Obama, on the other hand, has that common sense approach to which we've almost become tone-deaf; we've lost our appreciation for simplicity. The majority of Obama's economic policy changes wouldn't even need a 60 vote majority
in the Congress, circumventing a partisan fight. His bottom-up solutions are aimed at the middle class, which is what must be kept sound if balance is to be achieved. The tone of his governing model speaks volumes to those of us who have witnessed, yet again and way too often, the Republican inability to effectively govern.
Mr. Obama is not a Boomer; he has Pluto in hard-working Virgo
, and he seems to delight in the structure of things. If we are, indeed, a government that is defined as a business, it would be a pertinent first step towards regaining our larger national aspirations to put someone in charge who sees the flaws in the system and has a pragmatic plan to change them. Surely, in these long years of Katrina, botched wars and economic disaster, a man who has created a water-tight, emotionally-sound and stunningly effective 18-month campaign has organizational talent we cannot ignore.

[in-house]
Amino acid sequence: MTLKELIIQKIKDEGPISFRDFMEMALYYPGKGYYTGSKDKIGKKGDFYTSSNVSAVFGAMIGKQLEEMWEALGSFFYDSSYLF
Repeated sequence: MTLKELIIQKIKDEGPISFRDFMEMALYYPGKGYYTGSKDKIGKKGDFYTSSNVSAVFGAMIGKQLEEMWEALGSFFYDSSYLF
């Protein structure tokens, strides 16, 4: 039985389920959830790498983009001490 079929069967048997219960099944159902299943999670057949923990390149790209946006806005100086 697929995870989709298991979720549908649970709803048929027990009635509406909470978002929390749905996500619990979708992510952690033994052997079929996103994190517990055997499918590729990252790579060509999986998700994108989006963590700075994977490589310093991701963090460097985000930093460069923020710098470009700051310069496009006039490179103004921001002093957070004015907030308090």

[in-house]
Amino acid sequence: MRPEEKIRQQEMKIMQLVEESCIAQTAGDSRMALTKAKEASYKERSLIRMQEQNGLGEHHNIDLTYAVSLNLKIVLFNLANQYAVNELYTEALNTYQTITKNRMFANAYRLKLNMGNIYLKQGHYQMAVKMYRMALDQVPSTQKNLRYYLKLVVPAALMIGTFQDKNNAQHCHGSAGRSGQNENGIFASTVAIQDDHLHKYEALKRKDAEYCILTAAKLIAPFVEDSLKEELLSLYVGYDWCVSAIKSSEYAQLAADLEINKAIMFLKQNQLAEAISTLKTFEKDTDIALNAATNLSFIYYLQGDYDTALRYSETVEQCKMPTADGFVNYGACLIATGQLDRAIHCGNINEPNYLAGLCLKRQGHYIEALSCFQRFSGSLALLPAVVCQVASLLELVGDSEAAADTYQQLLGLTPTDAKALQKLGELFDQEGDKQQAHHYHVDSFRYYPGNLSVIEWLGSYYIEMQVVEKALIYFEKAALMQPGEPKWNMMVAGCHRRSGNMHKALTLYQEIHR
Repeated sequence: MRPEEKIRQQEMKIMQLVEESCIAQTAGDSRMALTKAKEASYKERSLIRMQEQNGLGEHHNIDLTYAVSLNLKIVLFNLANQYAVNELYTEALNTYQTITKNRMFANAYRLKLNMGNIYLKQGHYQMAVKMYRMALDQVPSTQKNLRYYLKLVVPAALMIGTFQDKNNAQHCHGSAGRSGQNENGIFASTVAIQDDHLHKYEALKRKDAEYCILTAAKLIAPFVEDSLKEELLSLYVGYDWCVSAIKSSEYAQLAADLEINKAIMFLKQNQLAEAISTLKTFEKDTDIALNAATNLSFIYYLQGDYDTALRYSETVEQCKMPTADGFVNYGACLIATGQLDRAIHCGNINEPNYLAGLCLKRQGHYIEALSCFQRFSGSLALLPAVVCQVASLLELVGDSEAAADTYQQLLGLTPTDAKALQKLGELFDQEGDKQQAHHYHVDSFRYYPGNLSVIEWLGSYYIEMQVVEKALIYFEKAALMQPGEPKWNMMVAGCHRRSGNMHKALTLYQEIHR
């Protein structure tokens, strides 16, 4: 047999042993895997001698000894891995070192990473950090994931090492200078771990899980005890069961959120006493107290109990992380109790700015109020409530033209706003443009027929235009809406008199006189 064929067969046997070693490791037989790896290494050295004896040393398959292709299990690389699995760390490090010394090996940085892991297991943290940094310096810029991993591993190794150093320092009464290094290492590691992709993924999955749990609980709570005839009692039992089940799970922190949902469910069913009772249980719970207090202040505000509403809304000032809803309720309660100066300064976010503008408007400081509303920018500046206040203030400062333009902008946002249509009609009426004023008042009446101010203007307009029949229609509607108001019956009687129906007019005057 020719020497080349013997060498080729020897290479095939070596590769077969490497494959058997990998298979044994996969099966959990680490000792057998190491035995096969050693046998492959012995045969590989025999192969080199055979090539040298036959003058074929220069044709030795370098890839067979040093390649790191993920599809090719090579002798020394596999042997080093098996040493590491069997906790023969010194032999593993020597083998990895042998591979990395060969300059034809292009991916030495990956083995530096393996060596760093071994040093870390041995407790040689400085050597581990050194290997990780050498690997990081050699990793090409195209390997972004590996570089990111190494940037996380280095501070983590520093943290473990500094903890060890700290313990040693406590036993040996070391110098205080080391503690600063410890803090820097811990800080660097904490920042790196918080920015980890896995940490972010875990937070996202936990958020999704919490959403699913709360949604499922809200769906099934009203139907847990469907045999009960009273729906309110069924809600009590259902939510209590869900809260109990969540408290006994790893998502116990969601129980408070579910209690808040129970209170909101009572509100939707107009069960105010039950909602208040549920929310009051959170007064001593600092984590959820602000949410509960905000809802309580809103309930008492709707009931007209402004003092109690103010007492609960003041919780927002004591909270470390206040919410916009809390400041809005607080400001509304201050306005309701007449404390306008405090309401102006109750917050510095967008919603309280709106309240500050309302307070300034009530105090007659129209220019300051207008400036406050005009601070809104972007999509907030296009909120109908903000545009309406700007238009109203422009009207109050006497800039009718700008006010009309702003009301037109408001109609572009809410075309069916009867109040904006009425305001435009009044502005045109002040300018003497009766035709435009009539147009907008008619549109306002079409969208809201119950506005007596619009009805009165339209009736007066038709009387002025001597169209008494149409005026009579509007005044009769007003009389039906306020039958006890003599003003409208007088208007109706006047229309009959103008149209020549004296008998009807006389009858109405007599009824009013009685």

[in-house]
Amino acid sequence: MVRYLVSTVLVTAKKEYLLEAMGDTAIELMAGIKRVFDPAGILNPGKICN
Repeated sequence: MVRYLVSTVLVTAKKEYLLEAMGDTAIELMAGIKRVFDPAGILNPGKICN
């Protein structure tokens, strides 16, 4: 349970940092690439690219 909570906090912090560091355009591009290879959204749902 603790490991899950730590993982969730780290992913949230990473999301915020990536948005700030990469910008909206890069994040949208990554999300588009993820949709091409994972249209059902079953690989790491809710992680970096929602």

More, I believe Obama has an empathy totally missing in John McCain's psyche. Obama's background did not give him privilege, his history did not give him an easy road, and his future has always been in his own hands. Even playing by the Republican rulebook, he pulled himself up by his own bootstraps. His DNA has taught him how to bring people together in common purpose.